My Experience As An Educator: Finding New Strategies in Challenging Times

By: Dre Wakely

September 02, 2020

Category: People of the Parks

When the pandemic hit, I had almost made it through leading the first year of Explorer Club, a new afterschool program for middle school youth funded by a Hennepin County Green Partners Grant. During our weekly class, Explorer Club participants went sledding, made forts, built fires, discussed climate change, met live animals and went on field trips. 

In March, naturalists at Three Rivers transitioned to a new online learning “normal.” Like bees swarming to rebuild a hive, we worked swiftly and cooperatively to select digital tools and to reimagine teaching outside online. We produced an incredible amount of online content seemingly overnight. 

So, with tools and new lessons in hand, I continued my work with Explorer Club students online. 

Each week, I posted new Explorer Club challenges that I hoped would encourage students to keep going outside and exploring on their own. But as the weeks progressed it became clear that participation had faded away.

While I felt inspired by online learning, I also felt discouraged by the challenges I was experiencing with Explorer Club. As I was looking for ways to respond to those challenges, I found a webinar called Emergent Teaching: Principles in Practice. 

Attended by educators from around the world in every field imaginable, this three-part workshop invited us to reflect on this unique moment and turn toward the wisdom of nature as described in the book Emergent Strategy: Shaping Change, Changing Worlds by Adrienne Maree Brown.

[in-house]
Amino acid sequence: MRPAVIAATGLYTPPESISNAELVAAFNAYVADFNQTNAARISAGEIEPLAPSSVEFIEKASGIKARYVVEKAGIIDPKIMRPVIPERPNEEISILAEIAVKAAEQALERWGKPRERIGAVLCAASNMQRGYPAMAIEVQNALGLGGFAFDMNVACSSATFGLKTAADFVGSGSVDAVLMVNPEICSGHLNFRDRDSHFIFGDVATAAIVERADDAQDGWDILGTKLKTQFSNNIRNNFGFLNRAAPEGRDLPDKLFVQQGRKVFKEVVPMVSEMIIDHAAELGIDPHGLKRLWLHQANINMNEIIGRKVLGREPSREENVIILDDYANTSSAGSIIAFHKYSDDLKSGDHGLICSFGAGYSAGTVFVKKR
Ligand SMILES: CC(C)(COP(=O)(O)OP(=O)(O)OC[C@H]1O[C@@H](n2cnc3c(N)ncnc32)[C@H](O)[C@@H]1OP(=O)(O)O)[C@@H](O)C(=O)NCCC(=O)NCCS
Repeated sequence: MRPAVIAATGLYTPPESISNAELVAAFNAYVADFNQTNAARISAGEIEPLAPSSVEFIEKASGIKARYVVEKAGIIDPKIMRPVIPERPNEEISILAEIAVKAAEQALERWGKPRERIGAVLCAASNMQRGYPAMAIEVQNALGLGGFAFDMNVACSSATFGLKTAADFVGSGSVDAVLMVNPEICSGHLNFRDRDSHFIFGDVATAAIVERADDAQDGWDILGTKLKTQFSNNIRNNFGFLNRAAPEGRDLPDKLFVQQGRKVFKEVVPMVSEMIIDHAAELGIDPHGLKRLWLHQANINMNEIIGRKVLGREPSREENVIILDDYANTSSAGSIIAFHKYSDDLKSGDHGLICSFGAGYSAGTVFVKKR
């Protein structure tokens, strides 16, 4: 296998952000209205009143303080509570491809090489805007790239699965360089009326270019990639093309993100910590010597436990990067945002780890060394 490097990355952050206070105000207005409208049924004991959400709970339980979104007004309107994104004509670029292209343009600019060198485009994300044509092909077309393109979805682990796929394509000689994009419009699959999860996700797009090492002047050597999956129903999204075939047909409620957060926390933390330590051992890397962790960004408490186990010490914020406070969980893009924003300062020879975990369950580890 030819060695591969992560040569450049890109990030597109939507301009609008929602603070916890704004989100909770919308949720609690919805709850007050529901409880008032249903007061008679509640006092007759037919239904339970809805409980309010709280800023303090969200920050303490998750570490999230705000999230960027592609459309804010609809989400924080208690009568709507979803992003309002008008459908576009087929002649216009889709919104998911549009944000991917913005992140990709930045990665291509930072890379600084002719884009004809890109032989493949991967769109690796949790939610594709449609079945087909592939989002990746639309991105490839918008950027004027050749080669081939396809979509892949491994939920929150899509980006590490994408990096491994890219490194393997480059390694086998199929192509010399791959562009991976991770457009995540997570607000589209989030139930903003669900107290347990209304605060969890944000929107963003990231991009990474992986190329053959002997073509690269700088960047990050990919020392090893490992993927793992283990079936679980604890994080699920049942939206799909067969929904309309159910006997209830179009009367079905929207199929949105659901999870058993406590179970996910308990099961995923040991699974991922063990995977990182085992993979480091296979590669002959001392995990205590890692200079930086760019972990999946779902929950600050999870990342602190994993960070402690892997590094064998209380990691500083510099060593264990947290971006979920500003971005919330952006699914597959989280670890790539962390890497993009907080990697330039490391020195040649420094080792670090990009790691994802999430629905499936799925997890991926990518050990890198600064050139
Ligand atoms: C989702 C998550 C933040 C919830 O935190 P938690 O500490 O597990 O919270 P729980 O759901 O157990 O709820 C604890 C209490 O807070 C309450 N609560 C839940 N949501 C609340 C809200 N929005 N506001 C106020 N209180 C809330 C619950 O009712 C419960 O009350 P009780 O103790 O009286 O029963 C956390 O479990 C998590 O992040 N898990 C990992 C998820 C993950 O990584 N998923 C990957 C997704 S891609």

As I read Brown’s book, new worlds opened to me. The author shared stories, thoughts, and ideas from brilliant creative women who use nature to restore inspiration, awe and hope to our future despite the challenging social and environment problems we face today.

 In her book, Adrienne Maree Brown offers a two-part definition of emergent strategy:

“Emergence is the way complex systems and patterns arise out of a multiplicity of relatively simple interactions” and “the word ‘strategy’ is a military term, which means a plan of action towards a goal.”

Instead of looking at a challenge (for example, “How do we start doing nature education online?”) and choosing only one or two courses of action, emergent strategies can be numerous and complimentary.

Brown writes, “We live in a system that thrives when conditions are abundant and diverse, in a universe that holds contradictions and multitudes, and we often reject that chaotic fertile reality too soon, as if we can’t tolerate the scale of our own collective brilliance.”